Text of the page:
“Small” Is Bigger Than Ever

Is Your Business Eligible for Expanded Tax Benefits?

Small businesses enjoy several tax advantages that may allow them to reduce their tax bills, defer taxes, and simplify the reporting process. Until recently, federal tax rules generally defined “small business” as one with average annual gross receipts of $5 million or less ($1 million or $10 million in some cases) for the three preceding tax years. But, the Tax Cuts and Jobs Act (TCJA) increased the threshold to $25 million for tax years beginning after 2017.

The new threshold expands eligibility for small business tax benefits to a greater number of companies. It also simplifies tax compliance by establishing a uniform definition of “small business.” Previously, different thresholds applied depending on the tax accounting rules involved, as well as a company’s industry and whether it carried inventories.

Small Business Benefits

AAFCPAs has outlined below the potential benefits of small business status:

Cash Accounting

Businesses that pass the gross receipts test are eligible to use the cash method of accounting for tax purposes. Typically, but not always, the cash method allows a business to defer more taxable income than the accrual method.

Note that, as before, companies that are structured as S corporations, limited liability companies (LLCs), or partnerships without a C corporation partner (and that do not carry inventories) may use the cash method regardless of their level of gross receipts.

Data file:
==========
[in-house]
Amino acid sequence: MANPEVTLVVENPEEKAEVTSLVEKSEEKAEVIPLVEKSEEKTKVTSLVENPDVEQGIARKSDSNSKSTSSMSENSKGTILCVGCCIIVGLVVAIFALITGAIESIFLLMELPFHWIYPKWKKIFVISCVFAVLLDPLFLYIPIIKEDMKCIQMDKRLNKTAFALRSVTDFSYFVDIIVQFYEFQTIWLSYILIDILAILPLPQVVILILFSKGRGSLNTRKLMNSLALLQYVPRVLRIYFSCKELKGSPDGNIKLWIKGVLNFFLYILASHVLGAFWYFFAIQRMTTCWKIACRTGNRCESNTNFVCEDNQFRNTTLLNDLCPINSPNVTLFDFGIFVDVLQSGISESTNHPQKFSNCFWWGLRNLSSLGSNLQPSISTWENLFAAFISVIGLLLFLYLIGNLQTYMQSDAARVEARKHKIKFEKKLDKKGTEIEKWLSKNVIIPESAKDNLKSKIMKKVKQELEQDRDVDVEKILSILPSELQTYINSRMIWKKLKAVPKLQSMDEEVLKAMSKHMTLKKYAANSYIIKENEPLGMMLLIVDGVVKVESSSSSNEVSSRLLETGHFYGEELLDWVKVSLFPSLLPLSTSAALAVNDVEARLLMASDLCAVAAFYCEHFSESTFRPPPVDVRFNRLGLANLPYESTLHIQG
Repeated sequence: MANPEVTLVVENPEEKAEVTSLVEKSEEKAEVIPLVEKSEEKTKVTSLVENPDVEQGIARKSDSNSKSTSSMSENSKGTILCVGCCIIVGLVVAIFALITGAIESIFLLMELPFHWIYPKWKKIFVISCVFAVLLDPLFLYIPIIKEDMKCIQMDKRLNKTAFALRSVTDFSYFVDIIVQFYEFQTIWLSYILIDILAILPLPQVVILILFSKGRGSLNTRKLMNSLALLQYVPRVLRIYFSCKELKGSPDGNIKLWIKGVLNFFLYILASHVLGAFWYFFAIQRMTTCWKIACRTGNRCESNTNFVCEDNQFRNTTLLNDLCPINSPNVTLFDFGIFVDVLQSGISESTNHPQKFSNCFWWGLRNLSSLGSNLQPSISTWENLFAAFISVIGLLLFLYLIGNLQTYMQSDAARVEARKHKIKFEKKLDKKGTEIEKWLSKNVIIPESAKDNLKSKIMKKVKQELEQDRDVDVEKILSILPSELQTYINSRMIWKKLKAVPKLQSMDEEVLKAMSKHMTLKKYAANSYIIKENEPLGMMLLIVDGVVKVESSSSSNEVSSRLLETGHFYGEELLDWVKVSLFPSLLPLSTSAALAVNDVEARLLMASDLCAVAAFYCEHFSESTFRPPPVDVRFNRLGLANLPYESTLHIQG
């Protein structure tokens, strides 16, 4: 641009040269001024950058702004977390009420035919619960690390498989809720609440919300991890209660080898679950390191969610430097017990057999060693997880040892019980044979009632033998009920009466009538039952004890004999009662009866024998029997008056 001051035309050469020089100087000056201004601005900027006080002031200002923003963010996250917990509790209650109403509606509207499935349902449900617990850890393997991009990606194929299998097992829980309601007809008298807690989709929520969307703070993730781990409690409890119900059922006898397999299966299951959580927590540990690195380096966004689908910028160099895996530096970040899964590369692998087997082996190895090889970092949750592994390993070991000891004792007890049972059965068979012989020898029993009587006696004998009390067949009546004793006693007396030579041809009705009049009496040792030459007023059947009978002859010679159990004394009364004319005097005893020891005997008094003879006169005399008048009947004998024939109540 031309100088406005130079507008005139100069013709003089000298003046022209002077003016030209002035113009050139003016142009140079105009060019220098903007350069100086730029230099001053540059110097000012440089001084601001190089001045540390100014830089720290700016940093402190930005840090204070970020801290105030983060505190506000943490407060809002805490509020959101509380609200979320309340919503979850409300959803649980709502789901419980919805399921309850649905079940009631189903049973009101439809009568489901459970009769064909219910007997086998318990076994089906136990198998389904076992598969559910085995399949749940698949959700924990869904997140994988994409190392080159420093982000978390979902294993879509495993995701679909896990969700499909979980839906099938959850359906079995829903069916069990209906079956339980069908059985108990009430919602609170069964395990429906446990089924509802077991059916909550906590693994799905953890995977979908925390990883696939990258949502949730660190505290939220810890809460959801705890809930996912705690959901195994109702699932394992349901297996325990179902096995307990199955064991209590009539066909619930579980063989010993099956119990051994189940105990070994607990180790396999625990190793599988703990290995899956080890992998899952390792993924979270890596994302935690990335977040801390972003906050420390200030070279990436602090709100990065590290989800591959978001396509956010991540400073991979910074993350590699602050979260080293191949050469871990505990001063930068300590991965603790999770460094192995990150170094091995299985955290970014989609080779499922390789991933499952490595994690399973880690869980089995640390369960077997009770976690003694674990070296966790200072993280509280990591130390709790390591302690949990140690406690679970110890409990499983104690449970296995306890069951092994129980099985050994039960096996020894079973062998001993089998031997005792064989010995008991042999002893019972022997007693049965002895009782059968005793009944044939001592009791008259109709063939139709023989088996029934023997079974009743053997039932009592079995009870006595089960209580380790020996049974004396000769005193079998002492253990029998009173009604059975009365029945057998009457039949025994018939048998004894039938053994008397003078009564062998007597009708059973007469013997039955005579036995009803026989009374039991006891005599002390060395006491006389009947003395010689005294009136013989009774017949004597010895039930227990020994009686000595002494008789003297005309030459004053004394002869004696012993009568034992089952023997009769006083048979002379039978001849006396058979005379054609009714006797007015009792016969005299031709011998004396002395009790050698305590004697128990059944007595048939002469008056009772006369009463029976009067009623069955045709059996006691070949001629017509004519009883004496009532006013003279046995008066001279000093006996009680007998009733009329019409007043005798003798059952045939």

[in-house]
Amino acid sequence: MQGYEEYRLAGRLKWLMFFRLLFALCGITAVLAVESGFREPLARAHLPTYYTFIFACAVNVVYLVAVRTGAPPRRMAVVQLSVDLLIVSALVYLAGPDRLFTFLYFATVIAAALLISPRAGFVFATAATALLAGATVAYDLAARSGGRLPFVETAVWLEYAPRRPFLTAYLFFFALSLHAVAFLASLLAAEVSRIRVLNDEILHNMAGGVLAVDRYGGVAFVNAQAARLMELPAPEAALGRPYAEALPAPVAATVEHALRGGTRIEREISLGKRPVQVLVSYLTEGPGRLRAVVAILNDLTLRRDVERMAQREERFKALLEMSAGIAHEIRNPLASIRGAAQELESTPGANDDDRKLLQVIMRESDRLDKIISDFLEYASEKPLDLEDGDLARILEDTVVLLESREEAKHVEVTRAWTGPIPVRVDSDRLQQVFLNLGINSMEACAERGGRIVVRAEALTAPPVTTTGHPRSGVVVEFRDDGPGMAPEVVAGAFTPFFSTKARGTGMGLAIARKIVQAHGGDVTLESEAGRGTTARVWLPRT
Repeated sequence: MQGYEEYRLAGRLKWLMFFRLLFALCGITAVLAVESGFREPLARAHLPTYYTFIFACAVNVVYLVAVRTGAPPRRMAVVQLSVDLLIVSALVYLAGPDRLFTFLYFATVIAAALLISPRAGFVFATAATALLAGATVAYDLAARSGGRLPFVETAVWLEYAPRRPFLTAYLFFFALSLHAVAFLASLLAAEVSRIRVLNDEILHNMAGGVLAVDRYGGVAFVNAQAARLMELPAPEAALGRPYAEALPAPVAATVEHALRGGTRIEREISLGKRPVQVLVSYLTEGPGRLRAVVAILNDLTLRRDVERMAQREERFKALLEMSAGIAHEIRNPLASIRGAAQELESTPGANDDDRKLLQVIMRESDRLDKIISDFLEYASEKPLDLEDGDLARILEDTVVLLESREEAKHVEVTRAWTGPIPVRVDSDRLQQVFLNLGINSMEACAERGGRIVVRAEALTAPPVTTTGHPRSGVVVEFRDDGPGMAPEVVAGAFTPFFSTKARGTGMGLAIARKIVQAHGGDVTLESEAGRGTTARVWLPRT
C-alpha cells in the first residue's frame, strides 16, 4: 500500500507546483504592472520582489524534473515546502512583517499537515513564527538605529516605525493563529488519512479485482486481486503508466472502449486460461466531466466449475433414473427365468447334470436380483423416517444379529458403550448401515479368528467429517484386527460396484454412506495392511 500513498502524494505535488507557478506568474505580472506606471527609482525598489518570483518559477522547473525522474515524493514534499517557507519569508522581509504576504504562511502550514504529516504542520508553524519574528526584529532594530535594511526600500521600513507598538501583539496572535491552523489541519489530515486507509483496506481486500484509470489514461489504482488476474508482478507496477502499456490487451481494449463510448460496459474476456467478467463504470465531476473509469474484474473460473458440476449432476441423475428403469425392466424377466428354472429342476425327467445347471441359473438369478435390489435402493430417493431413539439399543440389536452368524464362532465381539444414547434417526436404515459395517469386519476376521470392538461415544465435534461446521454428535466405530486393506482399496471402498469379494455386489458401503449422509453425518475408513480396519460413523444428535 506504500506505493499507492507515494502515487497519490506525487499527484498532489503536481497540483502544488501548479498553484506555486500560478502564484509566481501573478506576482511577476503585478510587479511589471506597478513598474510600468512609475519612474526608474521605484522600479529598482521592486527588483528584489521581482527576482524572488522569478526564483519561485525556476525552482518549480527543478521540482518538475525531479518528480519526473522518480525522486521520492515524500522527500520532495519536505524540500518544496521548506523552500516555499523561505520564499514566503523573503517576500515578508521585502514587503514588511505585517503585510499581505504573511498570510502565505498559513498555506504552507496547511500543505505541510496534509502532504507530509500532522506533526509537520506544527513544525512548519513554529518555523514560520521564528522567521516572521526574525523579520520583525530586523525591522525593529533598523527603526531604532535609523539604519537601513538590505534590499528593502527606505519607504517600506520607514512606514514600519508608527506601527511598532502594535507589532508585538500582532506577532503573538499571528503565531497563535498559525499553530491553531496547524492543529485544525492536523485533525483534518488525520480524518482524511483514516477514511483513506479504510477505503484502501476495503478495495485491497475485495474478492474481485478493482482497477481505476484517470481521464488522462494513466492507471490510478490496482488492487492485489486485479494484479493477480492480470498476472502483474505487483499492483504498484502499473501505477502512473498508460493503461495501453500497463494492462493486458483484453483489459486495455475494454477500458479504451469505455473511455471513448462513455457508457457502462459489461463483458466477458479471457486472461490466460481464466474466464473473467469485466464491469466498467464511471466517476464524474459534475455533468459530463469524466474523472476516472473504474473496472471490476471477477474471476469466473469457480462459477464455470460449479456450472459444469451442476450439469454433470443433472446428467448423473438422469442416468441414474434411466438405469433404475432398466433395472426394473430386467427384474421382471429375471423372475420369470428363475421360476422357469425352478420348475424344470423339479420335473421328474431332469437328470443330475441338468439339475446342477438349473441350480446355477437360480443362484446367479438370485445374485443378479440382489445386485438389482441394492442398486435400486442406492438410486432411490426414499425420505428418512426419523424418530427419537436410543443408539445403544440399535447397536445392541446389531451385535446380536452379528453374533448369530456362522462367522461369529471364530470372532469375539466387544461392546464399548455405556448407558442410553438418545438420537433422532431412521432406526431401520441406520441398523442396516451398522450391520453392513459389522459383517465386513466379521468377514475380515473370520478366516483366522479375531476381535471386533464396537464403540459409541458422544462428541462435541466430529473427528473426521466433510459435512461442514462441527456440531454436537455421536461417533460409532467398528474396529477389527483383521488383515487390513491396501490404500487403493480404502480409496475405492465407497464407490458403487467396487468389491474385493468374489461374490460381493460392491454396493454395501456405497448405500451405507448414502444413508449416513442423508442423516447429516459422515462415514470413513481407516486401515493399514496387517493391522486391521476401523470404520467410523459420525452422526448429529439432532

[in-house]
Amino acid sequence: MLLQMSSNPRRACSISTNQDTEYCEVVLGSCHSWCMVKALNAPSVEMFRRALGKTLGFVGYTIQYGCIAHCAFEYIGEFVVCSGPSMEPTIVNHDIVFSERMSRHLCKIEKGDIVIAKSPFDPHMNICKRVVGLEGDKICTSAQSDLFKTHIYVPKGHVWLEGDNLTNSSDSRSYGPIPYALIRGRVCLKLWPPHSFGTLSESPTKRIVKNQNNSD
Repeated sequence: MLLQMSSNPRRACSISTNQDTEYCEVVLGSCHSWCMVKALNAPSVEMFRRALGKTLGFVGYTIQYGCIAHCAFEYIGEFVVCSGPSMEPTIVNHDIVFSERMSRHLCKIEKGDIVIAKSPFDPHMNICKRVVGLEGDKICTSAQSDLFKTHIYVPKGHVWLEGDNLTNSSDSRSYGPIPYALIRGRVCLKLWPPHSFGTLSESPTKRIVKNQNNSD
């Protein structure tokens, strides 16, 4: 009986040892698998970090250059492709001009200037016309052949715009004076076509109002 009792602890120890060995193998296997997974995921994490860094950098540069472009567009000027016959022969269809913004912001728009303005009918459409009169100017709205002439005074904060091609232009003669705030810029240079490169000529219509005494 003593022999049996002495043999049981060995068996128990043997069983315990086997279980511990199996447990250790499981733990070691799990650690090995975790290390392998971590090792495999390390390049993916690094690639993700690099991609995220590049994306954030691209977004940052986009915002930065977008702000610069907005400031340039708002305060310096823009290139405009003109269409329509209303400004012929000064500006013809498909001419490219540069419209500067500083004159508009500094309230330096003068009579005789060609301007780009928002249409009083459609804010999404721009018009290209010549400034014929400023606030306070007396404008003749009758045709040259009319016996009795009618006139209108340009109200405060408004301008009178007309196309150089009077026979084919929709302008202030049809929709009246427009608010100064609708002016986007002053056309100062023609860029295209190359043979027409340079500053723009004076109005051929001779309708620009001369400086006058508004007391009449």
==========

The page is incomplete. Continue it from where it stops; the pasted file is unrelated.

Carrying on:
Avoidance of Inventory Accounting Requirements

Small businesses need not account for inventories, which can be complex, time-consuming, and expensive.

Relief From Uniform Capitalization Rules

Small businesses are exempt from these rules, which require companies to capitalize, rather than expense, certain overhead costs, adding complexity to the tax reporting process and potentially increasing their tax liability.

Eligibility for Completed-Contract Method

Small businesses are permitted to use the completed-contract method, rather than the percentage-of-completion method, to account for long-term contracts expected to be completed within two years, allowing them to defer tax until a contract is substantially complete.

Full Deductibility of Business Interest

The TCJA generally capped deductions for net business interest expense at 30% of adjusted taxable income. Small businesses are exempt from this limit.

Be aware that, for businesses that normally would be subject to the limit, the Coronavirus Aid, Relief and Economic Security Act (CARES Act) generally increases the limit to 50% for 2019 and 2020. (Special partnership rules apply for 2019.)

Related Entities’ Receipts Included